# Final Prediction

### November 1, 2020

Using everything we have learned and explored these past seven weeks, we present our final prediction for the 2020 U.S. presidential election.

## Prediction Model

To predict the election outcome, we use a **weighted ensemble** of **linear regression models**, fitted to the following sets of data:

- Polling data from election years 1948 to 2020, by state
- COVID-19 deaths, from February 27 to October 27, by state
- Demographic data 1990 to 2018, by state

In other words, our model predicts that the **incumbent party vote share is based on popular support, deaths due to COVID-19, and demographic changes**.

For each state, we run three different linear regression models as follows:

where

- Incumbent Vote = incumbent party 2-party vote share
- Average Poll Support = average support from polls in a given state and a given year (1972–2016)
- COVID-19 Deaths = total deaths due to COVID-19 in a given state up to a given date (02/27/20 to 10/27/20)
- Black Change = change in black population between consecutive election years (1976–2016) in a given state
- Female Change = change in female population between consecutive election years (1976–2016) in a given state

We then construct our final ensemble by adding the results from each of the models above with the following weights (for explanation of choice of weights, see further below):

Here is our final prediction for the 2020 election, with blue representing a Biden win and red a Trump win:

### Under this model, Biden is predicted to win with 314 electoral votes and Trump to lose at 224 votes.

The following shows the 95% confidence intervals for each state’s prediction.

A few notable states predicted to flip from red in 2016 to blue this year are **Florida, Iowa, Michigan, Pennsylvania, and Wisconsin**. Battleground states predicted to stay the same are **Arizona, North Carolina, Ohio, and Texas**. Nevertheless, for all of these states, the predicted vote share is within one or two percentage points of 50%, and the span of their confidence intervals indicate that ultimately the win could go to either side.

## Why This Model

Let’s consider why we choose to include each of the variables in our model:

**Polling support**: Polling data has been shown to have substantial predictive power on previous elections. Notably, Alan Abramowitz, creator of the famous time-for-change model, is including only the net approval rating of the president in his prediction model for this year.**COVID deaths**: New findings from Warshaw et al. reveal that deaths due to COVID-19 tend to decrease localized support for Trump, in addition to other Republican candidates. Given the recent spikes in COVID cases across the nation, we have reason to believe that polls alone may not fully capture the effects that Warshaw et al. point to.**Demographic changes**: Our demographic model accounts for changes in both the Black demographic bloc and the female bloc. We predict that the widespread Black Lives Matter movement ignited by the killings of George Floyd and many others and the reckoning with social injustices will spur more Black voters to turn out, as discussed in last week’s blog post. Furthermore, the*New York Times*reports that women, and suburban women in particular, are predicted to turn out at higher rates for Democrats this year, including women who voted for Trump in 2016 and women who didn’t vote in 2016. Given the relatively large predictive power of polling data, we give the largest weight to the model based on polling data and past election results. We give the remaining weight equally to each of the COVID model and the demographic model. This gives substantial weight to both yet gives three times more weight to the polling data, as desired.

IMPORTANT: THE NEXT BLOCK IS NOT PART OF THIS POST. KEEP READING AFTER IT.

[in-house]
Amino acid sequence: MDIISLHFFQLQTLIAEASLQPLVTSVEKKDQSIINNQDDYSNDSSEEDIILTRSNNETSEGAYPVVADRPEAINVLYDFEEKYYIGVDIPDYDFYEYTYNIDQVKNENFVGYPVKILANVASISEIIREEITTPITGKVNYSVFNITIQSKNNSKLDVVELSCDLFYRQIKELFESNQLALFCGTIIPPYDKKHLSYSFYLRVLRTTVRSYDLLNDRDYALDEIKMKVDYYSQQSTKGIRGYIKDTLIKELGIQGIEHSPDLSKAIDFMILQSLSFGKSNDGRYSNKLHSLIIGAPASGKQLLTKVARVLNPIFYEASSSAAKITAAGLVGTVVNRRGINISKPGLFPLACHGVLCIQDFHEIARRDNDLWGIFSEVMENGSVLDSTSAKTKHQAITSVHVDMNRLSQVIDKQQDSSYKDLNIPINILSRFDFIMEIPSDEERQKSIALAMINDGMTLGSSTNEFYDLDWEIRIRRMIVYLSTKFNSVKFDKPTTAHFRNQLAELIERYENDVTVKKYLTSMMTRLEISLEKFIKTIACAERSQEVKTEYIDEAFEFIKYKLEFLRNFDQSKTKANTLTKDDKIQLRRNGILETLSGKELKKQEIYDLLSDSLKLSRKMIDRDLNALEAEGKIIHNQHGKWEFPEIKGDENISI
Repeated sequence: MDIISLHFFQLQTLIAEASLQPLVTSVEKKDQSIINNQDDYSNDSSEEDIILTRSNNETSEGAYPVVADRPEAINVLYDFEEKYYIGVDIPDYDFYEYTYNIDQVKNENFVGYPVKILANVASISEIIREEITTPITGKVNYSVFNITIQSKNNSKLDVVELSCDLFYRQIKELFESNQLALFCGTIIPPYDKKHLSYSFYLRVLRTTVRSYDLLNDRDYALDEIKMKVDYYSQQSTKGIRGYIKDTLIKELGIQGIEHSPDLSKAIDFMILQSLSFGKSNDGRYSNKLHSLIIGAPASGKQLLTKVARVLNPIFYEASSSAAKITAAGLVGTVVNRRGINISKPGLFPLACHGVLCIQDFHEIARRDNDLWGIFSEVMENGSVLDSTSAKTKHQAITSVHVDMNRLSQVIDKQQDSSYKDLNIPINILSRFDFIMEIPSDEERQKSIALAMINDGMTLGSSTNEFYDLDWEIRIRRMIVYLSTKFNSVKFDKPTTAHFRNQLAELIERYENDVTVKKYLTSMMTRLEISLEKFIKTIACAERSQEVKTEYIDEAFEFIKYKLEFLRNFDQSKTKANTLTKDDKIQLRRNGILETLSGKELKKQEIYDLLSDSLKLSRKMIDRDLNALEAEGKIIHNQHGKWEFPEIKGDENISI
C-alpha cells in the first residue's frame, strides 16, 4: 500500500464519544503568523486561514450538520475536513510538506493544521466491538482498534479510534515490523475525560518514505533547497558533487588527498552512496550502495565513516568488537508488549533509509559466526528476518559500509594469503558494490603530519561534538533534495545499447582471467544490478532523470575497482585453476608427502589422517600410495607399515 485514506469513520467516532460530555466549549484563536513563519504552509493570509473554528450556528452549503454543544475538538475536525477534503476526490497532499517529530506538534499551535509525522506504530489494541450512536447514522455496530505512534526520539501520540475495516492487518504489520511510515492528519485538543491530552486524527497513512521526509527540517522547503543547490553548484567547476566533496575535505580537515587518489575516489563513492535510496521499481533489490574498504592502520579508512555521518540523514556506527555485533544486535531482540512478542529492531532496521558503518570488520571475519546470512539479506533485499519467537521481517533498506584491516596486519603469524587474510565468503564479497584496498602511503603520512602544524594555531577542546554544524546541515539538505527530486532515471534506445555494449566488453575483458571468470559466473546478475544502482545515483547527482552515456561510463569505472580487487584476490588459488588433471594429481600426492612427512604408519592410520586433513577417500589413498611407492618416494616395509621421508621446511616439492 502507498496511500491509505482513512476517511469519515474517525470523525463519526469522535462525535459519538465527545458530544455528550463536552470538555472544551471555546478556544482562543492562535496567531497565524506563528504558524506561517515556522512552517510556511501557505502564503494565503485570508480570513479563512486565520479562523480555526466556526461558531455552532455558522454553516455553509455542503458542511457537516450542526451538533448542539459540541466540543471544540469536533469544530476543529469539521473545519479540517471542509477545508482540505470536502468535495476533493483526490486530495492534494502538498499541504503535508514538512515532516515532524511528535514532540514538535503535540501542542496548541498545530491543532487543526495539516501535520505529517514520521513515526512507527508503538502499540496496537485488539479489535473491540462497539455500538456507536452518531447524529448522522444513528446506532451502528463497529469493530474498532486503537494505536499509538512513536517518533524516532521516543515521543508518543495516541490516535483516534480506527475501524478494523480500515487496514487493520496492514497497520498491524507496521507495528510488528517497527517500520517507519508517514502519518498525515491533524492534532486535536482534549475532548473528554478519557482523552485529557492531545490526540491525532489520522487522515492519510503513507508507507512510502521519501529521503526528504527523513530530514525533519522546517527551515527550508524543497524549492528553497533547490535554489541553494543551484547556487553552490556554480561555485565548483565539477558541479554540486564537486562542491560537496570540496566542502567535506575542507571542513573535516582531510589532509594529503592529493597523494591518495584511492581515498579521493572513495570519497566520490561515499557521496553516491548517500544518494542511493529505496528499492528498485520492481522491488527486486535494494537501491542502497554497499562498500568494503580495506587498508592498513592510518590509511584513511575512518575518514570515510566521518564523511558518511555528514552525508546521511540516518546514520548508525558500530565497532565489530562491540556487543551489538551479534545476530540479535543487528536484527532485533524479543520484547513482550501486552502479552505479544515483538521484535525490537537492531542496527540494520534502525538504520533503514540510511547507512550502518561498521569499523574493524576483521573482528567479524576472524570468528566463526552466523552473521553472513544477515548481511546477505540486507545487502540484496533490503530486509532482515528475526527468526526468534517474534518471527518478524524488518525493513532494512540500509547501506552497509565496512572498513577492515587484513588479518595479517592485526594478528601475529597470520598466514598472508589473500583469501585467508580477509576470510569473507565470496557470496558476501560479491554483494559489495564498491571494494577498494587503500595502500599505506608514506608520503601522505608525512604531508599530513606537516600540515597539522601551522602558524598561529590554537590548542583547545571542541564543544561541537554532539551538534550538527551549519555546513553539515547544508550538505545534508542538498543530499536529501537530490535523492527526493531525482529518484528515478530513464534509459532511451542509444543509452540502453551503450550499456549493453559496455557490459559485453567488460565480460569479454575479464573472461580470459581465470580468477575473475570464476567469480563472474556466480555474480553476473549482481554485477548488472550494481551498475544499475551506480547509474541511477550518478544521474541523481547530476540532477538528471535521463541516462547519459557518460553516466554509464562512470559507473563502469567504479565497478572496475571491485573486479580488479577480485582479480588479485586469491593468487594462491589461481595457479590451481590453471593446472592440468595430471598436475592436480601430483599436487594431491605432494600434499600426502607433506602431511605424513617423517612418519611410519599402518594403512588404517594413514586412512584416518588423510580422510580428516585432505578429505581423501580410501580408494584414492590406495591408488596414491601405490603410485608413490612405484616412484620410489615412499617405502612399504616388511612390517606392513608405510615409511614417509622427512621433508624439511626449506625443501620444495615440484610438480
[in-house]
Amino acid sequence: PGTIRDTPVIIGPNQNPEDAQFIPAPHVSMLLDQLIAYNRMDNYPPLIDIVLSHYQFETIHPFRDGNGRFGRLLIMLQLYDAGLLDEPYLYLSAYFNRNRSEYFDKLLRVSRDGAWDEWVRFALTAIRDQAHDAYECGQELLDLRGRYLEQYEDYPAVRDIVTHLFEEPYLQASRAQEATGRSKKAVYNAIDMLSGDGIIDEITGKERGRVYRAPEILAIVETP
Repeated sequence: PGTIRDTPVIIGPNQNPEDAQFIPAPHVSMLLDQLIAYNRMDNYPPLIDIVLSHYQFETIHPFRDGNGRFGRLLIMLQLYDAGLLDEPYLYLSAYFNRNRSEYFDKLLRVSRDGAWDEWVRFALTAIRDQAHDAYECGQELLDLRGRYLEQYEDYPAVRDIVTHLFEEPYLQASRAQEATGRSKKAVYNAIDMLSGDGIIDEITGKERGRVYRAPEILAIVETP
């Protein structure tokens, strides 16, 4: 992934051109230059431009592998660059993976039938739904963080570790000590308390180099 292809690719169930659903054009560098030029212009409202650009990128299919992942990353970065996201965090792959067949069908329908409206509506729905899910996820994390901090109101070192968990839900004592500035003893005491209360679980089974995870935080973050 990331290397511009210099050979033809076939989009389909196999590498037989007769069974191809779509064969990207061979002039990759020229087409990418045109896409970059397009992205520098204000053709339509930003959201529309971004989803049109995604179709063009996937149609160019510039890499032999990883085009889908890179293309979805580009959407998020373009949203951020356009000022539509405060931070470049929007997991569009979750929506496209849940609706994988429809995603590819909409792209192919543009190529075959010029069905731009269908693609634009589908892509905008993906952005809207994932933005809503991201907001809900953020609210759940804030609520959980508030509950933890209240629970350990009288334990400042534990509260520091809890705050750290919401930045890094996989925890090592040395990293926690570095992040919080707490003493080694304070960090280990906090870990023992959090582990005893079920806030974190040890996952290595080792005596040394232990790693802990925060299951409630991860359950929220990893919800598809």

We can look at the magnitude and direction of the effects of each of the above variables on the outcome in a given state. Running each of the three linear regression models on each state’s data produces the following distribution of coefficients:

Each of the coefficients can be interpreted as follows: